Don’t Wear Flip-Flops in Española Because You Might Stub Your Toe and Catch AIDS

Española, NM – If I have a major pet peeve it’s wearing socks.


Absolutely. Positively.

Instead I wear flip-flops. The cheap Old Navy brand that sell for $2 a pair. Because they’re cheap they don’t last long and I end up buying several pair over the course of a summer. According to my projections, however, I’m going to save a little money on flip-flops this summer for a couple of reasons.

First, I’ve been informed after three months of doing so that I’m not allowed to wear flip-flops to work. Apparently this is codified in the employee handbook or something. I didn’t wear them on my first day, but I did on my second and most days thereafter until last week. It’s not a huge deal, having to wear shoes all day. Indeed, there are worse conditions under which one could work.

The number two reason behind my anticipated savings on flip-flops is Española’s status as America’s heroin capital. This distinction, and the strange practices of heroin users, has forced me, for my own well-being, to forgo flip-flops during my evening walks as well, increasing further the number of hours I’m moving through life in shoes rather than flip-flops.

Walking the sidewalk-free streets of Española in anything but shoes is bad news waiting to happen. Aside from the roadsides shimmering with broken glass and empty miniature booze bottles – as iconic to the area as tumbleweed – heroin junkies here have the peculiar habit of tossing used syringes from moving vehicles.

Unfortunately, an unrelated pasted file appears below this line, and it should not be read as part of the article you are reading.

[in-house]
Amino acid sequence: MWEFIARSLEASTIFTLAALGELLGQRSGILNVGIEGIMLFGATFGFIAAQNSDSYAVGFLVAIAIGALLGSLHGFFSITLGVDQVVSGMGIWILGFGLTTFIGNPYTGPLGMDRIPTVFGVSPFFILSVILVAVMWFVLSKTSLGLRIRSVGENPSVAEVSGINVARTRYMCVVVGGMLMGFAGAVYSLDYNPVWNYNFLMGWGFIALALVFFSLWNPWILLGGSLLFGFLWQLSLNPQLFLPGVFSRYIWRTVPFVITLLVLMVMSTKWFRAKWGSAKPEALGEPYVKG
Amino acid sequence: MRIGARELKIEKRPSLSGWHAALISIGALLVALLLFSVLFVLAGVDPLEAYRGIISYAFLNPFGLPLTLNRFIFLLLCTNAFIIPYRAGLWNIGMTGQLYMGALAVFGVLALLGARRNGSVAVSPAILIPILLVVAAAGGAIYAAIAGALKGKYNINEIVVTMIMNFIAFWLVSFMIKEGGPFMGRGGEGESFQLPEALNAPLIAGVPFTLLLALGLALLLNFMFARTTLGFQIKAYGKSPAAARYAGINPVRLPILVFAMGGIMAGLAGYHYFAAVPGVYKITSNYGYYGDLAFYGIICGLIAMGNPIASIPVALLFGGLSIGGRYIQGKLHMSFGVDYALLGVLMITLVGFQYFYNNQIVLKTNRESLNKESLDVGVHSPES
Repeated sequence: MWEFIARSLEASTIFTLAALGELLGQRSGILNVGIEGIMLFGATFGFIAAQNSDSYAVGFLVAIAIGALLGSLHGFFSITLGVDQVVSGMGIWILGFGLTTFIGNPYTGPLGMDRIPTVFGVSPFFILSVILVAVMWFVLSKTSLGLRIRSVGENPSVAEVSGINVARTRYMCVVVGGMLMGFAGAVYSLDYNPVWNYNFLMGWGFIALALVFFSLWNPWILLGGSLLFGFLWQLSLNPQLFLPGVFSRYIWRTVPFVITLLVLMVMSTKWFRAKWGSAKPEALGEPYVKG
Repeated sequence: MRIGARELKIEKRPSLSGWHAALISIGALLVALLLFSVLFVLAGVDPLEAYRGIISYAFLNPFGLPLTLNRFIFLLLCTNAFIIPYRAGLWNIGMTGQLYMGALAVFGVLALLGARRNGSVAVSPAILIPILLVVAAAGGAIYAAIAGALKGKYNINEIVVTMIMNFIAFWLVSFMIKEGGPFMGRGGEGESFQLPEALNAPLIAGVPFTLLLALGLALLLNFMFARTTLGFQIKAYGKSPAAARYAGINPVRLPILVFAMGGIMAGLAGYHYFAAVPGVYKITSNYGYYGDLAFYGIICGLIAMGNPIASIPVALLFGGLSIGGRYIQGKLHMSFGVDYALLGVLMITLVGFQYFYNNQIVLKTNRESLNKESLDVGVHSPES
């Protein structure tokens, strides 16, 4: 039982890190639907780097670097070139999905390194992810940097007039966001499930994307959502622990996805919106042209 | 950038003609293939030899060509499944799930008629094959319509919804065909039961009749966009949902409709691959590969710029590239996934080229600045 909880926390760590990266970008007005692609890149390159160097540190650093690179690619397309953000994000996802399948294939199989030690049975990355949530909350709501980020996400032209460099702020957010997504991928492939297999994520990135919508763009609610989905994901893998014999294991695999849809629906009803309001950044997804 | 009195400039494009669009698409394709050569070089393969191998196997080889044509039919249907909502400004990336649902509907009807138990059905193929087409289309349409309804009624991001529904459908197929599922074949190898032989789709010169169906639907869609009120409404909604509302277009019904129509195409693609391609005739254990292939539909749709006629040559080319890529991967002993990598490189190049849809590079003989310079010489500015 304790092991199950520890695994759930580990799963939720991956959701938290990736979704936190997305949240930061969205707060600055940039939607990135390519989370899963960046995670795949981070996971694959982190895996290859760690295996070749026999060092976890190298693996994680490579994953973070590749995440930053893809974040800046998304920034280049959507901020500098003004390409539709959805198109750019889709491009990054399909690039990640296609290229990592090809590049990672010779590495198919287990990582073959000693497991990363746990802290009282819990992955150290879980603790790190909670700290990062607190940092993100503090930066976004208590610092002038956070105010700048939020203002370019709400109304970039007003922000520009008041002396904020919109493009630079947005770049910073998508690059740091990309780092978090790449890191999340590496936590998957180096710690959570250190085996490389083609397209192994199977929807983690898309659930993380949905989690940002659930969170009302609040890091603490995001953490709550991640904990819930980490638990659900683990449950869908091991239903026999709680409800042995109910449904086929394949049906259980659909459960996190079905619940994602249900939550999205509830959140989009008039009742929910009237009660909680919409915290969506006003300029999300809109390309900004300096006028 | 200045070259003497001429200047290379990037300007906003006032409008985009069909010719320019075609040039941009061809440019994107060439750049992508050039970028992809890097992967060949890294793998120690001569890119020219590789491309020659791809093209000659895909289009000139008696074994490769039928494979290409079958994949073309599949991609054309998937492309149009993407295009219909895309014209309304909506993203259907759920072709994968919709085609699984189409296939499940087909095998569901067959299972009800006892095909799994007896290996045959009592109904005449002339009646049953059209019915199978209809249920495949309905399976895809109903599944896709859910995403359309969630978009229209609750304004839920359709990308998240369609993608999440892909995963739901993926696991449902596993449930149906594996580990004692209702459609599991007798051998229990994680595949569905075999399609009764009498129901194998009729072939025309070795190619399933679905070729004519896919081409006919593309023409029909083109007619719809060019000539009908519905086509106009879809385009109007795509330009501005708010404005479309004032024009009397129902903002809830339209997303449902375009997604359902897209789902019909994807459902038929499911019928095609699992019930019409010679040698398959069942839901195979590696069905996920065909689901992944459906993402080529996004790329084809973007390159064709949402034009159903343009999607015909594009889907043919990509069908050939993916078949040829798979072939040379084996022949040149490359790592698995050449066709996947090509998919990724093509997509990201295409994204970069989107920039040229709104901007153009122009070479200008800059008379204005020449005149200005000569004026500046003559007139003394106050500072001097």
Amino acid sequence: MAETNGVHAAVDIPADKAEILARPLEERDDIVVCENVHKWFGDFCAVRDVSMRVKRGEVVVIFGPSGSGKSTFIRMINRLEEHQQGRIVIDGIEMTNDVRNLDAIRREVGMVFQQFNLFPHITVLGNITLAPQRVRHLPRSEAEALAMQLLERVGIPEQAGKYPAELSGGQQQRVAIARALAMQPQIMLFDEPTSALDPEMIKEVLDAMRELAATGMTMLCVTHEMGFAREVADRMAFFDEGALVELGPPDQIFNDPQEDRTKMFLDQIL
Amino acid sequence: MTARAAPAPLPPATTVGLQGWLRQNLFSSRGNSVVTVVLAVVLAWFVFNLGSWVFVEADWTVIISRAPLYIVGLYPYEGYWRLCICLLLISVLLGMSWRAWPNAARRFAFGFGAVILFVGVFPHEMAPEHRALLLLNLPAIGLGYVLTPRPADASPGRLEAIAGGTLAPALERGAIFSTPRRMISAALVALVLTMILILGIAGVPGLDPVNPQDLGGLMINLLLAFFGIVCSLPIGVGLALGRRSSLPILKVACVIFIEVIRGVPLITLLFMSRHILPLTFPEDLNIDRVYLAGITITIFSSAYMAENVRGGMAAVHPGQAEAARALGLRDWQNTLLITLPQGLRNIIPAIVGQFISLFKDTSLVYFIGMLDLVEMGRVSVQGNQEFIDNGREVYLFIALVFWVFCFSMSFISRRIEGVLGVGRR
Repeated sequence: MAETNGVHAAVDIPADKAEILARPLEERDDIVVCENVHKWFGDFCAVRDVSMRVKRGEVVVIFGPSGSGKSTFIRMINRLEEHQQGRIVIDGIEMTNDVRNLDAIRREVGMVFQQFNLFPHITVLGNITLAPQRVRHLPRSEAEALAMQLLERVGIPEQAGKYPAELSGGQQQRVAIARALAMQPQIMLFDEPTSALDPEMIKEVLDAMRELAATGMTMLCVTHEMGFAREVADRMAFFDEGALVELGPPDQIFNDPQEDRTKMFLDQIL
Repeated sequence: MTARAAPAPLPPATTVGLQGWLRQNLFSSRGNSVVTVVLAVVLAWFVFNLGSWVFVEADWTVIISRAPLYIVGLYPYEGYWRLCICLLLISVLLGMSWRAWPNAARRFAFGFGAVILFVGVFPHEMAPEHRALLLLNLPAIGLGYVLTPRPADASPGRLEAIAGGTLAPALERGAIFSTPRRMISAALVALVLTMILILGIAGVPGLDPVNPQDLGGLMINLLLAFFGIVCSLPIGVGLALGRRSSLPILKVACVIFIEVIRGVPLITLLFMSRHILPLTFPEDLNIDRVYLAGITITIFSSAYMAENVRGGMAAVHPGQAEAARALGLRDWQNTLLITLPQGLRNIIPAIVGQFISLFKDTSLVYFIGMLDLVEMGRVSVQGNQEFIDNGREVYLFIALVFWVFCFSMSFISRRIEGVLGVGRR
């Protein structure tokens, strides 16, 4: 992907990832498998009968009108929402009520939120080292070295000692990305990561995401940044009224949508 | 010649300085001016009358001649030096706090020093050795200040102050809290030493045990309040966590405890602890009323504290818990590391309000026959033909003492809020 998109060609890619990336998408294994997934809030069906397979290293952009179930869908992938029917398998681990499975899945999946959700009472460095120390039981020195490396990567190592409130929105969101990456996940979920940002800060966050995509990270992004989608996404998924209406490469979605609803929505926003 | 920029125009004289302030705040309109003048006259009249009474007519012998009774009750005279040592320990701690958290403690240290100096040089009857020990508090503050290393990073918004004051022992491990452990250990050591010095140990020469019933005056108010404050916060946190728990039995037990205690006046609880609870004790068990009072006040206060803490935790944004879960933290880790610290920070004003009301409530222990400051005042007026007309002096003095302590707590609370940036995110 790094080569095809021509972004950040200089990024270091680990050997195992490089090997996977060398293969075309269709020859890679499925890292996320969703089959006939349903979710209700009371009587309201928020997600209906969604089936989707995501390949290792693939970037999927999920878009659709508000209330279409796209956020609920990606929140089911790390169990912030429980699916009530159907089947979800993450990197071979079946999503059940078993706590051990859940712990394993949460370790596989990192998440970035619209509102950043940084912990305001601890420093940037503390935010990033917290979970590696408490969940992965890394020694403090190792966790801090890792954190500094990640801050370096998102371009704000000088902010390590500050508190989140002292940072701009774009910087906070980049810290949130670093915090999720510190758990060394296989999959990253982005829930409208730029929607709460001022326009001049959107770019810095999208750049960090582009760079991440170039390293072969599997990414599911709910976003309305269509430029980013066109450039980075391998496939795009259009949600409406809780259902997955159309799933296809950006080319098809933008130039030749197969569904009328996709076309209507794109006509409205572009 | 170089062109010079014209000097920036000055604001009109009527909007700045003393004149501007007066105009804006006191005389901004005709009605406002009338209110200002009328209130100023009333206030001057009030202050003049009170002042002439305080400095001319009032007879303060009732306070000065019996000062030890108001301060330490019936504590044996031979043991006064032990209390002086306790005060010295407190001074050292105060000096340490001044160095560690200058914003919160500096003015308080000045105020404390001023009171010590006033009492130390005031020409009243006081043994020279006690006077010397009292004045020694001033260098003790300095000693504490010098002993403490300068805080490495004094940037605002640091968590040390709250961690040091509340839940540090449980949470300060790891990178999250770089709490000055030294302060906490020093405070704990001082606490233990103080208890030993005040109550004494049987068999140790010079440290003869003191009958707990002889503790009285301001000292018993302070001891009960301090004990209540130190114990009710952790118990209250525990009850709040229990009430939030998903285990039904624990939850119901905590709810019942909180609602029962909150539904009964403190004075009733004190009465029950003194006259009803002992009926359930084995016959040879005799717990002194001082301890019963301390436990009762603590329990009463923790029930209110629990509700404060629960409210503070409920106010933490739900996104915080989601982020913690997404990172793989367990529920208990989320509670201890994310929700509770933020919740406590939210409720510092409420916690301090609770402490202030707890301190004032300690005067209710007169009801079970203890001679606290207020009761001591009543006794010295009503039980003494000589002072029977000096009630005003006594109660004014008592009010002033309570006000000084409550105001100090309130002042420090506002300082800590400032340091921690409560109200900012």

I have no explanation for why they do this, but I wish they’d use a waste basket like everyone else. More than my dislike of socks is having to worry about my toes being stuck by contaminated syringes while on a leisurely stroll. Contracting AIDS or hepatitis would be a huge disappointment.

To be fair, I can’t say for sure it’s the junkies. The area also has a high concentration of diabetics so it could very well be that they’re to blame.

But to their credit, whomever it is, the needle-tossers almost always place the bright orange cap back over the needle before chucking it from the vehicle. This is a highly courteous gesture in my book. Not only do the caps make the syringes easier to spot, but they also rank among the best defenses against accidental toe pokings.

Shoes and socks, hate’em as I may, might not be so unpalatable after all.



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